Rich Clarkson Enshrined into Basketball Hall of Fame

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Few people, if any, have had the impact on sports photography and photographing the game of basketball that Rich Clarkson has had.

On Thur, September 10, Rich was enshrined into the Naismith Memorial Basketball Hall of Fame, as well as being awarded the Hall of Fame’s Curt Gowdy Media Award. 

He is the first photographer to be enshrined into the Hall of Fame. 

After meeting the creator of basketball, James Naismith, as a young boy, Rich became infatuated with the sport.

His infatuation would lead to photographing basketball players and coaches for over 60 years, including 60 Final Fours. He’s captured acclaimed photos of Kareem Adbul-Jabar (still Lew Alcindor at the time), Wilt Chamberlain, Larry Bird, Dean Smith, John Wooden and Bill Knight, among many others. 


Many professionals in today’s sports photography look to Rich as the man who helped start it all. Before Rich, a telephoto lens on a basketball court was unheard of, but after Rich’s 30 Sports Illustrated covers throughout his career, many of his techniques have become standard in the industry.

To honor Rich Clarkson, Sports Illustrated is running a piece featuring some of Rich’s most iconic Final Four photos – of which there are several. View the gallery here:

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2015 Sports Workshop Student Lands Spread on CNN

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Photo by Sharon Chapman


Photo by Sharon Chapman


The Summit Workshops can set up photographers with the tools they need to thrive and be successful, like in one case with a student from the 2015 Sports Workshop.

Sharon Chapman, an Australian attendee of the Sports Workshop, was perhaps the most enthusiastic and eager student at the entire event.

That same enthusiasm that drove her desire to learn and soak up knowledge at the workshop also drove her desire to continue improving her photography after the workshop.

After returning home, Sharon traveled to Birdsville, Australia to capture one of the most unique sporting events in the world, a horse race in the desert.

Not only did she capture incredible photos, she captured photos that were featured on CNN.

Link to Sharon’s spread on CNN:

In Sharon’s words, “I could never have gotten the images I did there without doing the workshop and the inspiration I got from everyone involved.”

We’re so excited for Sharon and all of the new possibilities in front of her, and we’re proud to say that she is a Summit Alumni.

Congratulations, Sharon!



The Digital World – NEW Summit Online Course

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Course Overview

In this course, Allen Murabayashi, takes you on a journey into the digital world that now drives the creative industry in many ways. As a Co-Founder of the unique website, Photoshelter, Allen shares his insight and knowledge in how technology can advance your career and take you to the next level. Once you signup for this course, the plans are broken down in the following sections:

  • Lesson One: Overview of Media & Industry
  • Lesson Two: The Business of Photography
  • Lesson Three: Photoshelter tool : Photo Management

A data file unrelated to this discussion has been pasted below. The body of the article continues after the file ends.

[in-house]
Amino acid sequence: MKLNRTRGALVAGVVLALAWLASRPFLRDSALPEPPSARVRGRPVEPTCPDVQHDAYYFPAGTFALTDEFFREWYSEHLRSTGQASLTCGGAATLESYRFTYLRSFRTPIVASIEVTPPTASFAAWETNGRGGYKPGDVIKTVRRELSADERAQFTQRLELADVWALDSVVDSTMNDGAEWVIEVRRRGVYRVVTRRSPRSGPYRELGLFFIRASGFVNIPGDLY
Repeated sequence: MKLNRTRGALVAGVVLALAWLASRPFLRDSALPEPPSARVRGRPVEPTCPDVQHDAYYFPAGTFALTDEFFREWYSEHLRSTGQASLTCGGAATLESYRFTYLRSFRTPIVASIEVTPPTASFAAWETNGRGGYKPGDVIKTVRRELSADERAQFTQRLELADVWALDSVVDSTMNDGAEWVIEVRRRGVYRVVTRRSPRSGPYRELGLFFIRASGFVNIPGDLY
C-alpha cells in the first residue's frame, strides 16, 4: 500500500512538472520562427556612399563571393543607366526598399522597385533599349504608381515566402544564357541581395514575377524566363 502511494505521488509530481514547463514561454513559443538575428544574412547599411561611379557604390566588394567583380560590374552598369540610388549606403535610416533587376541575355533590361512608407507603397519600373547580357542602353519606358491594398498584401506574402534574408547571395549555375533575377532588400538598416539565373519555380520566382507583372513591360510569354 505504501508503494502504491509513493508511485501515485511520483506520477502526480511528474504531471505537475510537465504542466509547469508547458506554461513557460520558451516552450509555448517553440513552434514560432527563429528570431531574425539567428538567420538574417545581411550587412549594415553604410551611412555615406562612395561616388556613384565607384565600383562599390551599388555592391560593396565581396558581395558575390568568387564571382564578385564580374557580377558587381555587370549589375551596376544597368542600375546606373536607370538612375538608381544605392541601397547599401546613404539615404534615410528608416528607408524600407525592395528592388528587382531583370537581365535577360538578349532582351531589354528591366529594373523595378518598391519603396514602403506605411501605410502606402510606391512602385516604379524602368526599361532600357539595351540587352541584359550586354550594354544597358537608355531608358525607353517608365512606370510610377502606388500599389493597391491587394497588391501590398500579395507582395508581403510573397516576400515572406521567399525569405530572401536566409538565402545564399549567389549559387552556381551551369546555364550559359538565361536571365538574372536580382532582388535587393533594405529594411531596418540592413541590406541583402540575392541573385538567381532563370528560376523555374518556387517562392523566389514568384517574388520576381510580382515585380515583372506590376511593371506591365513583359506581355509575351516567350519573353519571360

• Lesson Four: Search Engine Optimization, Analytics, Bounce Rates and More

An In-Depth Look

Throughout this course, Allen gives you online tools that can better your business and personal processes relating to photography and other creative realms. This includes topics like SEO, budgets, organization, metadata, business, and more!

View the Course Here

The Most Under-Valued Editing Tool for Architectural Photos

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Nothing catches the eye of a potential home buyer or design client quite like a beautiful set of photos. Whether it’s for real estate agents, designers, or homeowners, expectations are high, and restrictions are often many. It’s not uncommon to have to deal with extremely short notice, very short windows of time in which to work, or to be asked for almost immediate turnaround. We, as photographers, become torn between meeting all the needs while still producing work we are proud of… and all while still making a profit! In real estate, especially, this often leads to photos that are “good enough”. But does it have to be this way?

While most are aware of the basics of editing images for interior spaces, there is one tool that is often undervalued – the Gradient Filter. This can be a tremendous tool for helping to balance out fading light on the edges of a frame when you are limited on gear and are not able to balance out the light on location. Adding a few Gradient Filters onto an image can make your mundane interior photos go from acceptable to impressive, with minimal time invested. The Gradient tool is also excellent in helping to sharpen up towards the edges of the frame, helping to compensate slightly for lens distortion.

The Gradient Gilter can be found just below the histogram in Lightroom. Once applied, you can move it around by grabbing the central node, you can change the angle of it by placing cursor over center line and clicking to spin it, and you can also spread or tighten the gradient by grabbing the outermost line and moving it inward or outward. The flexibility of positioning alone is a great benefit when trying to keep editing time to a minimum.

Gradient filter tool can be found under the histogram in Lightroom

Another great quality about the gradient filter is that, unlike the lens vignetting correction (under the Lens Correction module) or the post-crop vignetting effect, the Gradient Filter can adjust many factors of the image. You can adjust exposure, temperature, tint, sharpness, clarity, and several others. This makes it a very handy tool for making subtle adjustments that would otherwise be tougher to blend in with a brush filter. In this before-and-after example, the gradient filter has been used to adjust for the blue tint in the shadows on the floor due to the bed cover. It’s a subtle adjustment that helps to elevate the quality of work.




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New Graduated and Radial Filter Features in Lightroom 6

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Lightroom 6 graduated radial filter adjustments

Every time a new version of Lightroom comes out the first thing I look for are features that make the Develop module better, or easier to use. The ones I like best in Lightroom 6/CC are the improvements to the Graduated and Radial Filters. Let’s take a look at them.

Addition of mask overlay